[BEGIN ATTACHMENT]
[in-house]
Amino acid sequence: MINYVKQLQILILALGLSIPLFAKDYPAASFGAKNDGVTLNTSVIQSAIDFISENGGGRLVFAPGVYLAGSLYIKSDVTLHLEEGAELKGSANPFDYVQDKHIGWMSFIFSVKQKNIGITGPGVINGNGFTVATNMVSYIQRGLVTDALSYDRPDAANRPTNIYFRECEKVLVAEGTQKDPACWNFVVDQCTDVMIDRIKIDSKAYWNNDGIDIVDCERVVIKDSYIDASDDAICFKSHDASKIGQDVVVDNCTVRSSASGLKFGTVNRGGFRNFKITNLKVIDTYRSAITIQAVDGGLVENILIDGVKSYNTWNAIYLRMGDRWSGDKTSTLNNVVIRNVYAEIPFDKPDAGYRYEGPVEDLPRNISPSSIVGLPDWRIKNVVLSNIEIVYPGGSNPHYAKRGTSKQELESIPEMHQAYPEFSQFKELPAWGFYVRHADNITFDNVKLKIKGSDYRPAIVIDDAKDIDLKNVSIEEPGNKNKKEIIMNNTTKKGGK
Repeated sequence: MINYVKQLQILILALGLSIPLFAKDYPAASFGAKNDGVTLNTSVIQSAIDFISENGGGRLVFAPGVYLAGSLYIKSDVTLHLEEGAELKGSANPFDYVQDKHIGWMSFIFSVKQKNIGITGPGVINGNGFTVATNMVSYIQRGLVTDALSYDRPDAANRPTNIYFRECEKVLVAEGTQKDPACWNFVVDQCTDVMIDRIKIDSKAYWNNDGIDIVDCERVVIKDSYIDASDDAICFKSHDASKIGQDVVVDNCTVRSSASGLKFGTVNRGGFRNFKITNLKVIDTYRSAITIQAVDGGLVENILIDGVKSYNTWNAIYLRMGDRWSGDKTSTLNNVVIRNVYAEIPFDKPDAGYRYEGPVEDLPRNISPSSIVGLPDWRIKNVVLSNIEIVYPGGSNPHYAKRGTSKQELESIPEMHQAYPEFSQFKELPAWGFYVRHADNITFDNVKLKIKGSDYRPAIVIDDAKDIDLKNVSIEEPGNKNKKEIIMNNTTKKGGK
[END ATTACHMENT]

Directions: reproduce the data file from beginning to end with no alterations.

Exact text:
[in-house]
Amino acid sequence: MINYVKQLQILILALGLSIPLFAKDYPAASFGAKNDGVTLNTSVIQSAIDFISENGGGRLVFAPGVYLAGSLYIKSDVTLHLEEGAELKGSANPFDYVQDKHIGWMSFIFSVKQKNIGITGPGVINGNGFTVATNMVSYIQRGLVTDALSYDRPDAANRPTNIYFRECEKVLVAEGTQKDPACWNFVVDQCTDVMIDRIKIDSKAYWNNDGIDIVDCERVVIKDSYIDASDDAICFKSHDASKIGQDVVVDNCTVRSSASGLKFGTVNRGGFRNFKITNLKVIDTYRSAITIQAVDGGLVENILIDGVKSYNTWNAIYLRMGDRWSGDKTSTLNNVVIRNVYAEIPFDKPDAGYRYEGPVEDLPRNISPSSIVGLPDWRIKNVVLSNIEIVYPGGSNPHYAKRGTSKQELESIPEMHQAYPEFSQFKELPAWGFYVRHADNITFDNVKLKIKGSDYRPAIVIDDAKDIDLKNVSIEEPGNKNKKEIIMNNTTKKGGK
Repeated sequence: MINYVKQLQILILALGLSIPLFAKDYPAASFGAKNDGVTLNTSVIQSAIDFISENGGGRLVFAPGVYLAGSLYIKSDVTLHLEEGAELKGSANPFDYVQDKHIGWMSFIFSVKQKNIGITGPGVINGNGFTVATNMVSYIQRGLVTDALSYDRPDAANRPTNIYFRECEKVLVAEGTQKDPACWNFVVDQCTDVMIDRIKIDSKAYWNNDGIDIVDCERVVIKDSYIDASDDAICFKSHDASKIGQDVVVDNCTVRSSASGLKFGTVNRGGFRNFKITNLKVIDTYRSAITIQAVDGGLVENILIDGVKSYNTWNAIYLRMGDRWSGDKTSTLNNVVIRNVYAEIPFDKPDAGYRYEGPVEDLPRNISPSSIVGLPDWRIKNVVLSNIEIVYPGGSNPHYAKRGTSKQELESIPEMHQAYPEFSQFKELPAWGFYVRHADNITFDNVKLKIKGSDYRPAIVIDDAKDIDLKNVSIEEPGNKNKKEIIMNNTTKKGGK